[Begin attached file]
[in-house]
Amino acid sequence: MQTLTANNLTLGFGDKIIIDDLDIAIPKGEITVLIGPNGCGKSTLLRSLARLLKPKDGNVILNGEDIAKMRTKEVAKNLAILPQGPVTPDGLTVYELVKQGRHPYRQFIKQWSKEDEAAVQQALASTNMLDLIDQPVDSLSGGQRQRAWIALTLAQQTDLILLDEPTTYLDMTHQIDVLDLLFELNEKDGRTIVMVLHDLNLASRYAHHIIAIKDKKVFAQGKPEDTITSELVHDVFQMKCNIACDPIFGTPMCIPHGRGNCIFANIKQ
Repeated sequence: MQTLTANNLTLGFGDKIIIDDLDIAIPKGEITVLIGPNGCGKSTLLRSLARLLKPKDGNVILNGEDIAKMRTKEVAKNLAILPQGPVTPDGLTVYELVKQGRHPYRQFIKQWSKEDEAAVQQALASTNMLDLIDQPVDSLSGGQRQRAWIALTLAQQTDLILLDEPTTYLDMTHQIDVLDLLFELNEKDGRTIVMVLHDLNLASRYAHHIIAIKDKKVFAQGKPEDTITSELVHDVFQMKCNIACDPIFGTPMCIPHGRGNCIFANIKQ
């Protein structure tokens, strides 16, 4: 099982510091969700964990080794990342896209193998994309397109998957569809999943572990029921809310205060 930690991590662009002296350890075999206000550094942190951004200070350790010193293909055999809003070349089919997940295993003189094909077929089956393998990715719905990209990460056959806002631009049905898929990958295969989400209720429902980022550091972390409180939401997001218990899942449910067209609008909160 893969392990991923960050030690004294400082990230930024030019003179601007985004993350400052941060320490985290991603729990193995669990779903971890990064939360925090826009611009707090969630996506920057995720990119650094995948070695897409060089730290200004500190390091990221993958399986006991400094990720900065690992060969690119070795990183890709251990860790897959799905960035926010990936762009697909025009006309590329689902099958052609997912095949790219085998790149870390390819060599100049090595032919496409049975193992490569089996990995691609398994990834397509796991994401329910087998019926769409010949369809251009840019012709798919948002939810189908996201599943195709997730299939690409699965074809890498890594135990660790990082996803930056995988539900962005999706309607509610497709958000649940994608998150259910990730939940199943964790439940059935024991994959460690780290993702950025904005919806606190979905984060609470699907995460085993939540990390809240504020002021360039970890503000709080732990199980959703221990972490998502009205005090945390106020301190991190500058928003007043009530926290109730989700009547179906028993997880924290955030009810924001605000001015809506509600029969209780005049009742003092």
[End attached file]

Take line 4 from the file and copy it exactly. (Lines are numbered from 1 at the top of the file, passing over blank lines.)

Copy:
């Protein structure tokens, strides 16, 4: 099982510091969700964990080794990342896209193998994309397109998957569809999943572990029921809310205060 930690991590662009002296350890075999206000550094942190951004200070350790010193293909055999809003070349089919997940295993003189094909077929089956393998990715719905990209990460056959806002631009049905898929990958295969989400209720429902980022550091972390409180939401997001218990899942449910067209609008909160 893969392990991923960050030690004294400082990230930024030019003179601007985004993350400052941060320490985290991603729990193995669990779903971890990064939360925090826009611009707090969630996506920057995720990119650094995948070695897409060089730290200004500190390091990221993958399986006991400094990720900065690992060969690119070795990183890709251990860790897959799905960035926010990936762009697909025009006309590329689902099958052609997912095949790219085998790149870390390819060599100049090595032919496409049975193992490569089996990995691609398994990834397509796991994401329910087998019926769409010949369809251009840019012709798919948002939810189908996201599943195709997730299939690409699965074809890498890594135990660790990082996803930056995988539900962005999706309607509610497709958000649940994608998150259910990730939940199943964790439940059935024991994959460690780290993702950025904005919806606190979905984060609470699907995460085993939540990390809240504020002021360039970890503000709080732990199980959703221990972490998502009205005090945390106020301190991190500058928003007043009530926290109730989700009547179906028993997880924290955030009810924001605000001015809506509600029969209780005049009742003092």